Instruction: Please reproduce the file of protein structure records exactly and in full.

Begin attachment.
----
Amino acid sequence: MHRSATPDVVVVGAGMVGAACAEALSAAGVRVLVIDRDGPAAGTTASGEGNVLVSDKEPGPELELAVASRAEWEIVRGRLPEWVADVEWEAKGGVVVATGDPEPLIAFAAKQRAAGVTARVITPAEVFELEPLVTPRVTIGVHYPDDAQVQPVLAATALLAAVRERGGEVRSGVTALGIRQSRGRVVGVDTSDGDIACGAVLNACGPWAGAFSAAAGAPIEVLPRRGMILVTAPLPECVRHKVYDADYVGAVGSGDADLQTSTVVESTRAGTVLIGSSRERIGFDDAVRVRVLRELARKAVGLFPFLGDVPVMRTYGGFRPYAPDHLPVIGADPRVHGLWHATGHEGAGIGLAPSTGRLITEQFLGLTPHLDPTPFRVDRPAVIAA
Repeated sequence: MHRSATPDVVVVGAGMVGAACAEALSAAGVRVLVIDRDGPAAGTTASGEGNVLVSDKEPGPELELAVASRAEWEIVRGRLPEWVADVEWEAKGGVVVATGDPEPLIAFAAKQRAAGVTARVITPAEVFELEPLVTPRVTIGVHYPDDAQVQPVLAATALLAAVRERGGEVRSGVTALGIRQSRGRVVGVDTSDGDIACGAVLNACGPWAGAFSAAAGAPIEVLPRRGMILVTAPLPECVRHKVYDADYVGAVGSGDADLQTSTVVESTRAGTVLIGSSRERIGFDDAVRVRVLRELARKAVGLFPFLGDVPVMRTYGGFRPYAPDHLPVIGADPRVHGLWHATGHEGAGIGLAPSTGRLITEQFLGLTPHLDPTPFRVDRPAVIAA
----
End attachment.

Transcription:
Amino acid sequence: MHRSATPDVVVVGAGMVGAACAEALSAAGVRVLVIDRDGPAAGTTASGEGNVLVSDKEPGPELELAVASRAEWEIVRGRLPEWVADVEWEAKGGVVVATGDPEPLIAFAAKQRAAGVTARVITPAEVFELEPLVTPRVTIGVHYPDDAQVQPVLAATALLAAVRERGGEVRSGVTALGIRQSRGRVVGVDTSDGDIACGAVLNACGPWAGAFSAAAGAPIEVLPRRGMILVTAPLPECVRHKVYDADYVGAVGSGDADLQTSTVVESTRAGTVLIGSSRERIGFDDAVRVRVLRELARKAVGLFPFLGDVPVMRTYGGFRPYAPDHLPVIGADPRVHGLWHATGHEGAGIGLAPSTGRLITEQFLGLTPHLDPTPFRVDRPAVIAA
Repeated sequence: MHRSATPDVVVVGAGMVGAACAEALSAAGVRVLVIDRDGPAAGTTASGEGNVLVSDKEPGPELELAVASRAEWEIVRGRLPEWVADVEWEAKGGVVVATGDPEPLIAFAAKQRAAGVTARVITPAEVFELEPLVTPRVTIGVHYPDDAQVQPVLAATALLAAVRERGGEVRSGVTALGIRQSRGRVVGVDTSDGDIACGAVLNACGPWAGAFSAAAGAPIEVLPRRGMILVTAPLPECVRHKVYDADYVGAVGSGDADLQTSTVVESTRAGTVLIGSSRERIGFDDAVRVRVLRELARKAVGLFPFLGDVPVMRTYGGFRPYAPDHLPVIGADPRVHGLWHATGHEGAGIGLAPSTGRLITEQFLGLTPHLDPTPFRVDRPAVIAA